60’s-Era Gibson Southern Jumbo Bridge Replacement
This 1960's era Gibson Southern Jumbo was brought to us with a broken bridge that needed to be replaced.
Over time, the bridge plate had begun to let go, which allowed the top of the guitar to warp, causing the bridge to fail. We removed the old plate here.
We then apply adhesive to the new bridge plate and glue it in place. You will notice that there are no holes for the strings, which we will address later.
We also fabricated these cauls in the shape of the bridge plate. These assist in applying even pressure on the plate as it is being glued in while also helping to flatten the top of the guitar.
It was decided that instead of retaining the adjustable saddle, that a standard, non-adjustable bone saddle would be used. We filled the old adjustment screw holes, and the old strings holes with dowels and glued them in place.
We salvaged the pieces of the old bridge and glued them back together to use it as a template. When we make a new bridge, we try our best to match up the look of the new one as much as possible to the original. We happened to have this piece here which looks quite nice.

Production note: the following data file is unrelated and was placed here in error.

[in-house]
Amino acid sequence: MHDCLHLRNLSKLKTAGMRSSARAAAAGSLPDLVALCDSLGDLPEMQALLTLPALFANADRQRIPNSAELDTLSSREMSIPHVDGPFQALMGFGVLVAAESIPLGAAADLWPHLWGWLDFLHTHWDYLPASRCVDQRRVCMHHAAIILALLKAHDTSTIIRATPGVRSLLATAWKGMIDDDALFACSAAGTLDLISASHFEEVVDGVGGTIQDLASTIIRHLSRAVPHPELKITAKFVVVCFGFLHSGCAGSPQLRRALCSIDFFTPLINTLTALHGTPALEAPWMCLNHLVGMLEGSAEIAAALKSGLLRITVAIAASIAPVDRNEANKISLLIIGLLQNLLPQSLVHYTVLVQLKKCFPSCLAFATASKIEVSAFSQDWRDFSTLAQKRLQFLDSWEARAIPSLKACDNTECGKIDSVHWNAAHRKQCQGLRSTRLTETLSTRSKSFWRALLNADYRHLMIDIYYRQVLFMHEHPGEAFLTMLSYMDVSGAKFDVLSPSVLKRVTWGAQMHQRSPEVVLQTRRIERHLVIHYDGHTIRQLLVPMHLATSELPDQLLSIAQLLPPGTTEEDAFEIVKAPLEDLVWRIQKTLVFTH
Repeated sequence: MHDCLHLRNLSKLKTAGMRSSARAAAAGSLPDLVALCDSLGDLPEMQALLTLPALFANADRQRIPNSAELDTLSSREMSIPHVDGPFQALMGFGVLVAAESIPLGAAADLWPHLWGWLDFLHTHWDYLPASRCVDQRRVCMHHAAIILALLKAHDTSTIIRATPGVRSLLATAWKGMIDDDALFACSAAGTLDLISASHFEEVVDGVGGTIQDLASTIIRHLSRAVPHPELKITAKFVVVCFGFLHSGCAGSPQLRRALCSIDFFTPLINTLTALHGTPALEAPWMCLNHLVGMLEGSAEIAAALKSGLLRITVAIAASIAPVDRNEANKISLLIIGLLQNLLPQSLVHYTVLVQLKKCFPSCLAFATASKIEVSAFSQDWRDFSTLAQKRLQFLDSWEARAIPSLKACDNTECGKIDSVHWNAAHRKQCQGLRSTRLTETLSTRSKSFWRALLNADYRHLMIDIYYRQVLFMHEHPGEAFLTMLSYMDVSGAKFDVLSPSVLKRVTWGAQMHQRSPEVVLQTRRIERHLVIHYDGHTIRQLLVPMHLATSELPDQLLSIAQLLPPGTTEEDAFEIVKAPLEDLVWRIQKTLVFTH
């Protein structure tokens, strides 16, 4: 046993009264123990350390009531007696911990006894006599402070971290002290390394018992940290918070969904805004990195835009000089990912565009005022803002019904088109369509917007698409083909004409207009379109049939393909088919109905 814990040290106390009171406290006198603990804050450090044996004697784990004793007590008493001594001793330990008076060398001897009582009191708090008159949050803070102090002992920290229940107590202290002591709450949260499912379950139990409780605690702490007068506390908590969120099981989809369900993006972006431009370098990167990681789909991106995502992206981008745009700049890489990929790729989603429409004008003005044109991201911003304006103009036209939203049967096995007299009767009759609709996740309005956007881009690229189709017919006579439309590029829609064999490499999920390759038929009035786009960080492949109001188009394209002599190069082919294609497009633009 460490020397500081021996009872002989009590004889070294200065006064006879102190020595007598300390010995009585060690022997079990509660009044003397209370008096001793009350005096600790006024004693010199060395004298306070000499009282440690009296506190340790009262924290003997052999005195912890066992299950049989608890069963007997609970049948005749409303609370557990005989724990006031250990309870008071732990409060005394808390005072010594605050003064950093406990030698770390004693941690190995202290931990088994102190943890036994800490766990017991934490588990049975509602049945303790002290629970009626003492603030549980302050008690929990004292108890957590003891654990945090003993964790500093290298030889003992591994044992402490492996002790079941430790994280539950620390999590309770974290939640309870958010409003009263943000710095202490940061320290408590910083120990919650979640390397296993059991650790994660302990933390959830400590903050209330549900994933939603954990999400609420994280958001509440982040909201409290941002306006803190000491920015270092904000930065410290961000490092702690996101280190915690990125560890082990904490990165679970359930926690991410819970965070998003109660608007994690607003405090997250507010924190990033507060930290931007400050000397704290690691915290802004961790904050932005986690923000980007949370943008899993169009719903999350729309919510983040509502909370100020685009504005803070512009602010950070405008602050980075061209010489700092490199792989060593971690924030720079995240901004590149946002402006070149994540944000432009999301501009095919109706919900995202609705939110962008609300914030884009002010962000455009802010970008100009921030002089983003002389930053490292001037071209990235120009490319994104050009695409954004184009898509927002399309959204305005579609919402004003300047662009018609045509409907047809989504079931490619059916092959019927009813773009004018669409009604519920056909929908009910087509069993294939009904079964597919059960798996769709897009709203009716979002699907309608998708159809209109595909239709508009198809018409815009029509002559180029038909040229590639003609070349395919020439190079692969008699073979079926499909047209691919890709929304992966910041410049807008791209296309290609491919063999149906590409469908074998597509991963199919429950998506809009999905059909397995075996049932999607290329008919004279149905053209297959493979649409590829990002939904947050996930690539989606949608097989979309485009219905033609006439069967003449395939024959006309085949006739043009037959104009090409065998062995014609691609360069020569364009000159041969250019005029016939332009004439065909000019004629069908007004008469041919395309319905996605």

One of things we noticed with this guitar was that the original string holes were just a bit off. We filled them in, as mentioned earlier, so we could then drill new holes in the correct locations.
Here we have the holes drlled for the two E strings, and you can see how they are just a bit higher in this image than the original holes.
Before we glue on the new bridge, we wanted to address some of the wear on the top of the guitar, evidenced by this dull, discolored portion around the bridge. We taped off the footing of the bridge, so we wouldn't touch the bare wood.